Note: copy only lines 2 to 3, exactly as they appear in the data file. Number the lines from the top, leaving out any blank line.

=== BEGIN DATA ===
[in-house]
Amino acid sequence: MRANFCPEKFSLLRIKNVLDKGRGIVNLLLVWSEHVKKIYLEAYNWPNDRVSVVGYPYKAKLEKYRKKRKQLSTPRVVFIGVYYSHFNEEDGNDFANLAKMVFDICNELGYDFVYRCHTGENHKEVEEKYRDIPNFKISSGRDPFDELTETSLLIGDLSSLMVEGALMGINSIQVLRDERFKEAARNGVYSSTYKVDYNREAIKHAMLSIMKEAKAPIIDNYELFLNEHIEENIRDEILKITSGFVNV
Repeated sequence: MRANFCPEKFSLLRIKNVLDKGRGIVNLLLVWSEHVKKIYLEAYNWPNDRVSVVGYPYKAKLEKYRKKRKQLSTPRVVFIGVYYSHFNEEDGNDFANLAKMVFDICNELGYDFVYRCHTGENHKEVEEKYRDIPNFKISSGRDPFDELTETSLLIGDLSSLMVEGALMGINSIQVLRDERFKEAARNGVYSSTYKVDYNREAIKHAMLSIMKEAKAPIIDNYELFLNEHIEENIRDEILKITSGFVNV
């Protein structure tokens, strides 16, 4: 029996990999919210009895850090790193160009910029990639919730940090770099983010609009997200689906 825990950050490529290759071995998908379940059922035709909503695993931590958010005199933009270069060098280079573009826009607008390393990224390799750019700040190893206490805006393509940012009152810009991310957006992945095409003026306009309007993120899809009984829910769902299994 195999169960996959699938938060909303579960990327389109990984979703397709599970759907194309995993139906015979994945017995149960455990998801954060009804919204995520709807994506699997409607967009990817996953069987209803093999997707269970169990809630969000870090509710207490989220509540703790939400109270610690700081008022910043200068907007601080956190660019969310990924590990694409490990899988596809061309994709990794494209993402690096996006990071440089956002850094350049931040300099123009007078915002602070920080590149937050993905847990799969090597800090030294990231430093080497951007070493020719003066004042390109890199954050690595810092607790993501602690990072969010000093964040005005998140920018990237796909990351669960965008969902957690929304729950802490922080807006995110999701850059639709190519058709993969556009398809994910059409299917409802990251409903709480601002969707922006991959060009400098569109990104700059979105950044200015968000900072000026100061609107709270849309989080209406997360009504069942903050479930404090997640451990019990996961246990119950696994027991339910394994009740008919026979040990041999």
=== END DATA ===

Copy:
Amino acid sequence: MRANFCPEKFSLLRIKNVLDKGRGIVNLLLVWSEHVKKIYLEAYNWPNDRVSVVGYPYKAKLEKYRKKRKQLSTPRVVFIGVYYSHFNEEDGNDFANLAKMVFDICNELGYDFVYRCHTGENHKEVEEKYRDIPNFKISSGRDPFDELTETSLLIGDLSSLMVEGALMGINSIQVLRDERFKEAARNGVYSSTYKVDYNREAIKHAMLSIMKEAKAPIIDNYELFLNEHIEENIRDEILKITSGFVNV
Repeated sequence: MRANFCPEKFSLLRIKNVLDKGRGIVNLLLVWSEHVKKIYLEAYNWPNDRVSVVGYPYKAKLEKYRKKRKQLSTPRVVFIGVYYSHFNEEDGNDFANLAKMVFDICNELGYDFVYRCHTGENHKEVEEKYRDIPNFKISSGRDPFDELTETSLLIGDLSSLMVEGALMGINSIQVLRDERFKEAARNGVYSSTYKVDYNREAIKHAMLSIMKEAKAPIIDNYELFLNEHIEENIRDEILKITSGFVNV